College of Human Sciences

If The Suit fits…

21 June 2017 marked the birthday of the legendary Can Themba. And in the College of Human Sciences’ spirit of unravelling the embedded solution of social problems and upholding authentic African literature, it hosted a discussion on the play based on Can Themba’s short story, The Suit, together with the Market Theatre Foundation.

Siphiwo Mahala (playwright), Natalia Molebatsi (Unisa Library), James Ngcobo (Artistic Director: Market Theatre Foundation), Prof Puleng Segalo (Head: Research and Graduate Studies, CHS), and Ismail Mahomed (CEO: Market Theatre Foundation)

The Suit, as it was described by programme director Natalia Molebatsi, “is a story of love, commitment, Sophiatown swag; a story that speaks to a number of issues often avoided by civil society, all of which are wrapped up in one book”. And to dissect and unpack this composition was a panel headed by Market Theatre Artistic Director and actor James Ngcobo, who directed the latest production of The Suit. Ngcobo explained that his idea was to present this classic play in a way that would have the audience immensely involved in the story, and that informed his selection of artists, style, and production. Ngcobo added that his approach was based on bravely positioning this classic play into the contemporary space and inviting the audience into that collaborative space as an engaged part of the play.

Following Ngcobo was Siphiwo Mahala, playwright and currently a Unisa doctoral student with Can Themba as his research focus. Mahala’s journey with The Suit started in 2002 when he was doing his Master’s Degree in Creative Writing and he wrote a story that in many ways was said to be similar to The Suit. He then said he was compelled to read The Suit for a number of times trying to establish the regarded similarity to his story. And from his fascination with the story, Mahala said he realised that there was an opportunity for the continuation of that story and eventually ended up writing The Suit continued.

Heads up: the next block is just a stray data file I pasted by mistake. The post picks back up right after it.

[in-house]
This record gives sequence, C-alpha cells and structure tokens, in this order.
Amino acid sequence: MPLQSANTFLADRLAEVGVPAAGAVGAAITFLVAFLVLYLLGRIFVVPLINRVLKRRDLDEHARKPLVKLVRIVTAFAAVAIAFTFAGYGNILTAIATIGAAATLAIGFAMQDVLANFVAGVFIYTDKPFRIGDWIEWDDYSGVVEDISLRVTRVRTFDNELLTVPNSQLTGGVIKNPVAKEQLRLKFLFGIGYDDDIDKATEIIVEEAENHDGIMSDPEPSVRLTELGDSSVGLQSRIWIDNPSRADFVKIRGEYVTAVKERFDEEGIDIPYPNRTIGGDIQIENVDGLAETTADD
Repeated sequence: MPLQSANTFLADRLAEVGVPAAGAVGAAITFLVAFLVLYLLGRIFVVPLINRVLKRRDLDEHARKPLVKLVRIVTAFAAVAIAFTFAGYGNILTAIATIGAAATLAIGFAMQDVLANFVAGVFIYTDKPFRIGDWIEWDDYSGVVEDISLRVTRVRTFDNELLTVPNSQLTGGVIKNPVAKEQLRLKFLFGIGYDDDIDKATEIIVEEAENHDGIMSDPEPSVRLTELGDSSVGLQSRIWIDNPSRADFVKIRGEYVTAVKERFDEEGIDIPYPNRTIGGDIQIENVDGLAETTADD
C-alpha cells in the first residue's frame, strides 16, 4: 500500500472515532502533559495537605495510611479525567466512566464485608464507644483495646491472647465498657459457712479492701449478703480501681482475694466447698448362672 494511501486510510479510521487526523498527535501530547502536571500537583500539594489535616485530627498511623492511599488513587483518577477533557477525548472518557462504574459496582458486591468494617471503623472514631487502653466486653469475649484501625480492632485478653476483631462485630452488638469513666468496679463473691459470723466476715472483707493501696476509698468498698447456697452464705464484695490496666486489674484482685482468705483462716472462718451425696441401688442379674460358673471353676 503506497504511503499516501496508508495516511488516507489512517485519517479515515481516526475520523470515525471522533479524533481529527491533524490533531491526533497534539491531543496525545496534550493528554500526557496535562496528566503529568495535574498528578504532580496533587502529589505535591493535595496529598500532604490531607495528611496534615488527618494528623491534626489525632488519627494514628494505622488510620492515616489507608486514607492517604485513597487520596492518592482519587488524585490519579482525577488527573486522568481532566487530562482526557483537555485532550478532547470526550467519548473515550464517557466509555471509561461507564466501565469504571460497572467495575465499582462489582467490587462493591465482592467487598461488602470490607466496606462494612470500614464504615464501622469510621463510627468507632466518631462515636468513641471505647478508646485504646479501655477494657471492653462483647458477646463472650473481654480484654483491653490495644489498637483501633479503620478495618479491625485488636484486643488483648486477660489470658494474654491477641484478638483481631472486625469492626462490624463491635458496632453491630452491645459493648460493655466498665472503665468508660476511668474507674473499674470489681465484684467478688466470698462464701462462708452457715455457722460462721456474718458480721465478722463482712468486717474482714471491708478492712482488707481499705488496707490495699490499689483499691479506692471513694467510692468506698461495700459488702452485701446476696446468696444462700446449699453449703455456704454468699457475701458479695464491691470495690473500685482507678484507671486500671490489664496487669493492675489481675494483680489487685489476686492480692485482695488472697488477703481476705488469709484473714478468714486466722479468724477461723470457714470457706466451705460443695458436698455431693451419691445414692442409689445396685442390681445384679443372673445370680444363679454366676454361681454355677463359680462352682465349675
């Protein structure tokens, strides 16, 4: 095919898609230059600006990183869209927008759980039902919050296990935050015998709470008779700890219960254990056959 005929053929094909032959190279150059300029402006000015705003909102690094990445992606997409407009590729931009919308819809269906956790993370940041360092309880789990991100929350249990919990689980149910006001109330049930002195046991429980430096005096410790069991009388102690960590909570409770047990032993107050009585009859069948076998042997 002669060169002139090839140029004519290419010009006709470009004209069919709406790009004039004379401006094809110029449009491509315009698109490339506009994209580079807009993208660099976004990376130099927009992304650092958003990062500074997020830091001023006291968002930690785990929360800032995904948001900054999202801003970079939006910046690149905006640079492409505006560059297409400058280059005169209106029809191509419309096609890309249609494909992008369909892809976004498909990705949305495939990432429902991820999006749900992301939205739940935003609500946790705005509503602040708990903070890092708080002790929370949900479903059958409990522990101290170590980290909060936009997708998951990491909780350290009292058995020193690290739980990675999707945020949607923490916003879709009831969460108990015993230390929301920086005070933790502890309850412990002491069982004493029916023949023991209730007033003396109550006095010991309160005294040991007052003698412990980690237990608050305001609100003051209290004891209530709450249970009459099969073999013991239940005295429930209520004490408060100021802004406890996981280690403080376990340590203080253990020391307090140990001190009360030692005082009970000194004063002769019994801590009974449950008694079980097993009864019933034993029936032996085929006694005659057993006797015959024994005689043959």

The third panellist was Prof Puleng Segalo from the Office of Research and Graduate Studies in the College of Human Sciences. She highlighted that having seen the play before in the early 90s, in James Ngcobo’s production she was seized by the idea of how his production tells the story of the character Matilda. She said it revealed the misconception of how the African woman is perceived, how they are judged and not allowed to dream and have desires. She added that it was very refreshing to see that a production that actually gave the African woman a voice.

The story, set in Sophiatown, speaks to ways in which narratives of remembering and survival are carved. The play further engages the perpetual struggles of living under a system that relegated some people to the zone of non-being. Some of the broad issues to be reflected upon, include, but are not limited to: A Sophiatown that provokes questions around the physiological and psychological wellbeing of a community under the abuses of apartheid, marriage, infidelity and the notion of masculinity and femininity, and dreams deferred (yearning for what was lost/given up/taken away).

*By Katlego Pilane

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